Winter Layers = Lasagna
Winter Layers equals lasagna (Rachel Nania)
Fuck it’s cold.
I mean, I just got off a plane from Boston and I think it is actually colder in the District than it is in New England. I know it’s winter, but seriously?
Unfortunately, come this time of year, my all-too-crystal-clear-tropical-water desktop display does not even begin to lighten my mood or make me hopeful in an “it will soon be warm again” sort of way.
No. It’s cold out, and it’s not even February. This winter is going to be long, and it’s going to suck.
Making fresh pasta (Rachel Nania)
Thankfully, I have lots of cheap wine and comfort food to keep me warm, from the inside out.
Just as I like to layer up when I go out in this weather, I like to layer up at the table, as well. After all, layering is a great way to incorporate all of your nutritional necessities in one bite – and let’s not overlook the fact that there is something so comforting about a meal that’s baked – or cooked (thank you, Crockpot) – in one dish for a sustained period of time. It’s like an instant hug to your tummy.
Kneading the pasta (Rachel Nania)
I recently made a lasagna that was just that – a hug to my tummy. This recipe/process is by no means a quick, weeknight dinner. In fact, it’s something best saved for cold, gray weekend afternoons when you just want to stay inside and have the cooking elements on to provide heat and good smells.
Cranking out some pasta (Rachel Nania)
In my lasagna, I used fresh pasta – something I like to bust out every now and then. Not only does making fresh pasta taste incredible, but it also makes the house smell like Bin 26… and it’s a cool party trick when you’re looking to impress.
Hanging some fresh pasta (Rachel Nania)
That being said, dried pasta would also work. But please, for the love of all things lasagna, do not use a canned/bottled sauce. The sauce doesn’t actually take that long. And (I can’t believe I am typing this, I sound like my grandmother), it’s really easy to make a big pot on Sundays and freeze it off in smaller portions, to pull out during the week.
Time to layer up (Rachel Nania)
Throw some spinach in there to sneak in some nutrition (Rachel Nania)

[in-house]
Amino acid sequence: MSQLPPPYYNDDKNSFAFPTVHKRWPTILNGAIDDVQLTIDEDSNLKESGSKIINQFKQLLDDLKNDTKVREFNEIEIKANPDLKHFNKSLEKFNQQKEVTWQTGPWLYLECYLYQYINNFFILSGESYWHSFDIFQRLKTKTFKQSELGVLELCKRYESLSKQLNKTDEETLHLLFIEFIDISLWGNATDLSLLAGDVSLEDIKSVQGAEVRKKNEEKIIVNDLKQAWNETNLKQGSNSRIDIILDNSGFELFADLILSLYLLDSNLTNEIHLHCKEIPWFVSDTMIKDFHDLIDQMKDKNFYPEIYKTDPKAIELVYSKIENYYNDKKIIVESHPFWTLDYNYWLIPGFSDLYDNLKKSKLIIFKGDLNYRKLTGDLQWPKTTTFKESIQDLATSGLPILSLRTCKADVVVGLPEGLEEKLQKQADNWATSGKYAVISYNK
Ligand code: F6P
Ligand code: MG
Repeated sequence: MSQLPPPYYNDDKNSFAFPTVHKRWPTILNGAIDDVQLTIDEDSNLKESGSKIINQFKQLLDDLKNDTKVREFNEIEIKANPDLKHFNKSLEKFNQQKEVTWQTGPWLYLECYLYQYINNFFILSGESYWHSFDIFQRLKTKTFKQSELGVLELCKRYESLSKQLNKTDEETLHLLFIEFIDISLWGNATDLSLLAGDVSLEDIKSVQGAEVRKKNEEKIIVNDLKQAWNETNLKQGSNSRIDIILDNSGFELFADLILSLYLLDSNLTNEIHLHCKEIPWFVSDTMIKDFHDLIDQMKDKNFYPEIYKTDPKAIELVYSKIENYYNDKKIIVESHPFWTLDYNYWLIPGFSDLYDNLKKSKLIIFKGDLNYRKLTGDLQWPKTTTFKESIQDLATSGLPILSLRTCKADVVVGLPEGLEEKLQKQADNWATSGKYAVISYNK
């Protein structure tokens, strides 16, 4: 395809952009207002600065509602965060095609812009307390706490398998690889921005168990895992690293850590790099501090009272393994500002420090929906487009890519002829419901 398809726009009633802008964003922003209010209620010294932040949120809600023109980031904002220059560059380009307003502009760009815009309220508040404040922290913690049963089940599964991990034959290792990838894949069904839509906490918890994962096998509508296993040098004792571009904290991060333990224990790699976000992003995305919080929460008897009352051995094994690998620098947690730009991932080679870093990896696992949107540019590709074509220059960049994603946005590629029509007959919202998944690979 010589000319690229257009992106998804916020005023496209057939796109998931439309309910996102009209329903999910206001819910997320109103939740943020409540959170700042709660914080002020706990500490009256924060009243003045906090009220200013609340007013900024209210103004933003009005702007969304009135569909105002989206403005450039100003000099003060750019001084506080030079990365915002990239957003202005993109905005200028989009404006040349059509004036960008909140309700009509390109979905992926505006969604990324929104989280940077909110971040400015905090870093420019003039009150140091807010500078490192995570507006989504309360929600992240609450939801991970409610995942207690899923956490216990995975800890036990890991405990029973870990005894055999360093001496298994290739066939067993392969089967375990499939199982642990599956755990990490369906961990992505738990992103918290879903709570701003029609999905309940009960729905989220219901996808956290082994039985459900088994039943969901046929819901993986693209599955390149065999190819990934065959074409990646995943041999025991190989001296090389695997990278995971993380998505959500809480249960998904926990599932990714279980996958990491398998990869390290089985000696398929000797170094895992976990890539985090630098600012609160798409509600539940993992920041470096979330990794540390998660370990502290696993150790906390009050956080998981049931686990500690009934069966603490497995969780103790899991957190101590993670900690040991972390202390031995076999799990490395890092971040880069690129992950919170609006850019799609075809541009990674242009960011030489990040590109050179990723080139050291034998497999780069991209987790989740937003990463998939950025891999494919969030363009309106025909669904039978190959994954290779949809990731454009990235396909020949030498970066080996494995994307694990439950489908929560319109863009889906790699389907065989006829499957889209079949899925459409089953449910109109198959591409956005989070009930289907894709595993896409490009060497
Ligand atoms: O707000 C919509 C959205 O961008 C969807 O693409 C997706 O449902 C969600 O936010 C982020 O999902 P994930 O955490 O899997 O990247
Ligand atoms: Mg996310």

Lots and lots of layers – It’s like a hug to your tummy (Rachel Nania)
Great for special occasions or cold nights (Rachel Nania)
Now excuse me while I go put on a mumu… and lots of other layers.
Rachel’s Fresh and Homemade Lasagna
- My sauce (See previous post)
- Fresh pasta sheets (See below – Serving size depends on how much you are making/how big your pan is. Use your eyes, not science.)
- Fresh spinach leaves
- 15 ounces ricotta cheese
- Dried oregano
- Sea salt
- Dried basil
- Extra virgin olive oil
- 3 eggs
- Shredded mozzarella cheese
- Sliced tomatoes
- Grated Parmesan cheese
- In a mixing bowl, combine the ricotta cheese, 3 eggs and a pinch or two of oregano, salt and basil. Set aside.
- After making the fresh pasta (or you can use dried lasagna noodles – just cook according to packing instructions) and the sauce, butter the bottom of a pan and start to layer! (I cut the pasta to fit the pan, but do what works for you.)
- In the pan, layer the pasta sheets, the ricotta mixture, a layer of sauce, a layer of spinach and a layer of shredded mozzarella.
- Continue until you get to the top of the pan.
- On the last layer, place the pasta noodles, the ricotta mixture, a layer of mozzarella, a layer of thinly sliced tomatoes and a thin layer of grated Parmesan cheese.
- Bake in a 375 degree oven for about 40 minutes or until cooked though.
- In the last 5 minutes, add a thin layer of shredded mozzarella cheese to the top and cook for a quick second or so under the broiler.
- Let rest, serve and enjoy! Or freeze. Or eat throughout the week. It feeds an army. So I hope you’re hungry.
Fresh pasta (Serving size: About 2)
- Make a well with the four, crack the egg in the well and mix it all together with a fork, adding a pinch of salt– eventually lead into a knead.
- Roll into a ball and wrap in plastic.
- Let sit for about 30 minutes.
- Roll through a pasta machine on the thickest level and crank through on each consecutive lower level until you have thin sheets of pasta.
- Hang or rest the pasta sheets so that they do not stick to others.